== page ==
But wait, first a brief review of pivotal points in Altadena’s commercial history, to help reveal why Altadena is the way it is, and to get us all on the same page as far as facts. This discussion will unfold over time, let’s start by spending five minutes to consider our past:

1. When John Woodbury and associates formally launched the Altadena Subdivision in 1887 just before Southern California’s Real Estate Boom busted, its eastern boundary was Lake Avenue. Imagined commercial uses, such as a grand hotel, rail yard, and supporting machine shops—as well as transportation lines that were actually built— were all concentrated on the west side between Lincoln and Fair Oaks. The slope was gentler there, it was connected by rail to Pasadena’s center, directly south at Fair Oaks and Colorado, as well as to a line delivering tourists to the Arroyo Seco. Most of Woodbury’s capital came from Marshalltown, Iowa, and various Pasadena investors; they all sustained heavy losses in the bust of late 1887. Their legacy was several rail lines that serviced the west side of the Altadena mesa where millionaires had been gathering along Mariposa from the mid-1880s. Neither Woodbury nor his agrarian-minded brother Captain Fred remained on the scene to launch a second try; John fled home to Iowa in disgrace and in trouble with the law and creditors, and Fred sold off his acreage and moved to South Pasadena.

2. In the early 1890s, impresario Thaddeus Lowe decided to make Altadena Junction, at the northwest corner of Lake Avenue and Calaveras Street, the jumping off point for his new San Gabriel Mountain “railway to the clouds.” Since 1888 a line up to West Altadena, traversing east along Harriet Avenue, terminated there. Pasadena was also growing eastward along Colorado Boulevard by this time, and an additional line up Lake Avenue, to which Lowe’s railway connected, was completed in 1895. A burgeoning tourist industry already existed; with mountain camps, the toll road to Mt. Wilson (opened in 1889, its terminus was in Altadena on the edge of Eaton Canyon), and the deluxe new resort, Altadena’s still-imaginary center also shifted east. Only a couple hundred people lived here: farmers, invalids, and a few millionaires, almost all west of Lake Avenue.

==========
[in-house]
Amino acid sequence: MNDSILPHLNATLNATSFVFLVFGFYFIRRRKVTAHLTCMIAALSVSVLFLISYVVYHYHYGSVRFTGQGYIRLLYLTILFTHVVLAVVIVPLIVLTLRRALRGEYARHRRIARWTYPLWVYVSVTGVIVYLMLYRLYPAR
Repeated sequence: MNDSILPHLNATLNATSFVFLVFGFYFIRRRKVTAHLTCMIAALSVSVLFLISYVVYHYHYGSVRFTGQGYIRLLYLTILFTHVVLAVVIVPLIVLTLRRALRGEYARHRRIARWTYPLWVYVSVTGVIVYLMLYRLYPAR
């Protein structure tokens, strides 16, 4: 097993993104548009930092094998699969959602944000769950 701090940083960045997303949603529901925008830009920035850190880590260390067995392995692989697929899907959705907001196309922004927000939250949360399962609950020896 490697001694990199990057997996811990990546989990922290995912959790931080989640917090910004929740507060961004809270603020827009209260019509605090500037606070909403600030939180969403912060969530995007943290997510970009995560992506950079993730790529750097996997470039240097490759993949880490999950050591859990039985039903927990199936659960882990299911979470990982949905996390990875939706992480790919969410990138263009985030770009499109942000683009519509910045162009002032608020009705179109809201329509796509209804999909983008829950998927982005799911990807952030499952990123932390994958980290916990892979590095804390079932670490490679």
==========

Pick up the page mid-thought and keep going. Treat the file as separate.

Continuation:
There was little commercial infrastructure other than the Tally-ho stable and post office to take economic advantage of the tourists who began passing through the rural district of Altadena on the way to Mount Lowe. Sixty thousand rode the railway its first year (the Incline opened July 4, 1893), but they spent their money at the multi-faceted resort that soon included hotels, restaurants, cabins, fox farm, zoo, trails, and horse rides—or in Pasadena at restaurants and high-end hostelries like the Raymond and Green Hotels. Altadena got a bump from all the activity in modest commercial/residential development and improved transportation to commute to jobs in Pasadena, but the real money here— Col. G.G. Green, James Crank, Alfred Armstrong, James McNally, and few others, preferred to invest in Pasadena and elsewhere. Most of them had come to Altadena to retire, not to build fortunes. As for non-millionaire Altadenans and other San Gabriel Valley residents—rarely or never did they ride the Incline Railway up to Mount Lowe, it was an expensive attraction for tourists. Hiking trails did get a lot of use as the “great era of hiking” was in full swing.